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Category: Chinese teas

Chinese Dragon Well Tea from Longjing

Chinese Dragon Well Tea from Longjing

Dragon Well tea is probably the best known tea from China. It comes from the Longjing region in the mountains near Hangzhou in Zhenjiang province. The word ‘Longjing’ means Dragon Well and this is where the tea gets its English name. The region itself has always been famous in China, but it is starting to see more international visitors as well.

longjing tea leaves steeping in glassThe Longjing region is characterized by steep mountainsides and very high humidity. Summers are sweltering and rains fall nearly everyday. This combination makes for tea leaves with a high chlorophyll content in the leaves, which means they also have more nutrients than usual, including a high number of catechins.

Dragon Well tea is pan-fried to stop the oxidation process early on, leaving it virtually unfermented. It is mostly produced by hand. The high quality is the reason it has been bestowed with the ‘China Famous Tea‘ title. The leaves steep to a yellow-green color.

In China, Longjing Tea is often brewed in a simple tall glass, but a gaiwan is also often used. The advantage of the glass is that you can watch the long leaves unfurl and slowly sink to the bottom as they release their essence into the water. The water used to prepare Dragon Well should be around 75 degrees Celcius. Traditionally, this tea was brewed in a purple clay teapot known as an yixing. This is still the best way to get the most amount of flavor from your tea leaves.

The highest quality varieties can be quite expensive, but you can find lower quality leaves that are much cheaper, too. Longjing tea is divided into six grades. The highest quality is called superior and the others are graded 1 through 5. The higher qualities are recognizable by tender leaves that are all of a uniform size after they have been infused. Before infusion, they are light green and have a tight, flat shape.

Authentic Dragon Well tea comes only from the West Lake area of Hangzhou. These days, this type of tea is produced in a number of provinces around China, but none of the copies come close to the complex flavor and aroma of the original. Sometimes the copies are labeled as such, but often they are falsely labeled as coming from Xihu (West Lake). You’ll also find teas labeled as high quality that have a few top quality leaves mixed in with a bunch of lower quality ones. It can be difficult to find a credible seller, making it hard to know if you are getting an authentic tea.

If you do get a top quality Longjing tea from the West Lake are of Zhejiang province, you’ll most likely fall in love with the delicate taste and aroma. Good quality Dragon Well is one of my favorite teas and one I love drinking all day long. To ensure you get the real thing, I recommend buying your tea from an online tea shop. If you have one you trust, they will almost certainly carry this variety of tea, as it is very popular.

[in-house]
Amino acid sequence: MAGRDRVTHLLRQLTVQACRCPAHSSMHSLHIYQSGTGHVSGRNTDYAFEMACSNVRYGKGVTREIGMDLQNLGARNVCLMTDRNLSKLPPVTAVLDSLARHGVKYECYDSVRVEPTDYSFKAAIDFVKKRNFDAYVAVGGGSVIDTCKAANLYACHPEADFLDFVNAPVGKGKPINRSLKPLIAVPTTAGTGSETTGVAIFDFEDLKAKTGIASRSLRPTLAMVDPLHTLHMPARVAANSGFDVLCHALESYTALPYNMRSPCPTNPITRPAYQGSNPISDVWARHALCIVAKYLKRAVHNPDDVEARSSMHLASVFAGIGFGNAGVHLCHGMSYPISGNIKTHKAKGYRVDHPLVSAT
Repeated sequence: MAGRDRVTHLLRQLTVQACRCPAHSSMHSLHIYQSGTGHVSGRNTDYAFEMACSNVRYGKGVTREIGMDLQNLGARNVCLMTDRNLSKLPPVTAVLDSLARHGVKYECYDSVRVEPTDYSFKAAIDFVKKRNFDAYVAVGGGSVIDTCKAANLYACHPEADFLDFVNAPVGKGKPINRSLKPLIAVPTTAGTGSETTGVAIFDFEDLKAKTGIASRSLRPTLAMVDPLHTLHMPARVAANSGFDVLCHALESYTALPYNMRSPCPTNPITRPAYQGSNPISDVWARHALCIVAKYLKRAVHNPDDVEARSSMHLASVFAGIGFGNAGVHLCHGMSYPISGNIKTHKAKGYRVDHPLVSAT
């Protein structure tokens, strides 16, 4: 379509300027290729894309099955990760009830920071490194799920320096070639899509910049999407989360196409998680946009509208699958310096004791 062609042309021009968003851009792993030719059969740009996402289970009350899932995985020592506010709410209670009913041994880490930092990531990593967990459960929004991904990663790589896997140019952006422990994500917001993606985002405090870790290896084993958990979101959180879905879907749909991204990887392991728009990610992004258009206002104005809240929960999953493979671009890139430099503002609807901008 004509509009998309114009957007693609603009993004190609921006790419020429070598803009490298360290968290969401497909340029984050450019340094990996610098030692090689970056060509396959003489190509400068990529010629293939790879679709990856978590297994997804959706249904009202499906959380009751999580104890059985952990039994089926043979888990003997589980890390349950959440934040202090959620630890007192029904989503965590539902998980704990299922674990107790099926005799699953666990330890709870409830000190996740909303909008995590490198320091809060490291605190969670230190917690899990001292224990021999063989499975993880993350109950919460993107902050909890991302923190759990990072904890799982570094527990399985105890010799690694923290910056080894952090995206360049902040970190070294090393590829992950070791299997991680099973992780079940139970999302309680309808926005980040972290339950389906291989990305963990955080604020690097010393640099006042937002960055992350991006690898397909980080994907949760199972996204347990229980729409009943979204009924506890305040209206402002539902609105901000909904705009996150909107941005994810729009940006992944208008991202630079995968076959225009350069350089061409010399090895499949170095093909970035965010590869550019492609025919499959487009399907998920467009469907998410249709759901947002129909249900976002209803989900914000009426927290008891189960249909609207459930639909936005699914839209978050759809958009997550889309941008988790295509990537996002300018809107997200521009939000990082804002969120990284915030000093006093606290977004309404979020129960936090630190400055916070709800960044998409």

My first Pu Er Tea

My first Pu Er Tea

I recently went to the Asian store here in my area and came away with a decently priced Pu Erh tea. I had heard about this variety a lot but had never tried it before, so I was really curious. I was a little worried I was buying the cheap variety and I wouldn’t get a good idea of what this tea should be like. That was a valid concern and I have since learned to buy my pu-erh teas online.

brick of pu erh teaWhen I got home and unpacked the tea, I noticed a rotten smell immediately. Not really rotten but just a little musky I guess; either way it wasn’t the most pleasant thing I’ve ever smelled. When I brewed the tea and tried the first sip, it didn’t taste good at all. It tasted kind of like dirt. It was even a little gritty.

So I did some reading online to see if that’s what it should taste like or if I simply got a bad batch. Turns out that’s pretty much what it should taste like. What I did wrong was I didn’t dump out the first infusion or two. You see, you want to let the tea steep for about 10 seconds then pour that out. I’ve actually started doing that twice in a row. Then I let the third infusion steep for the normal amount of time, about 2 minutes, and that’s the one I drink.

This method really works and I end up with a decent tasting cup every time. I recommend you do the same. And after the third infusion you can actually prepare two, three or even four more and they still taste pretty good. Following this method, I actually enjoy drinking the Pu Er. Although to be honest, I still prefer pretty much any other variety of tea. This one, from Yunnan province in China, just isn’t to my liking. I know many people love it more than any other variety of tea though, so it’s really just a matter of personal taste. You should get yourself some and try it. Preferably get yourself a better quality one than I did. Don’t be cheap like me.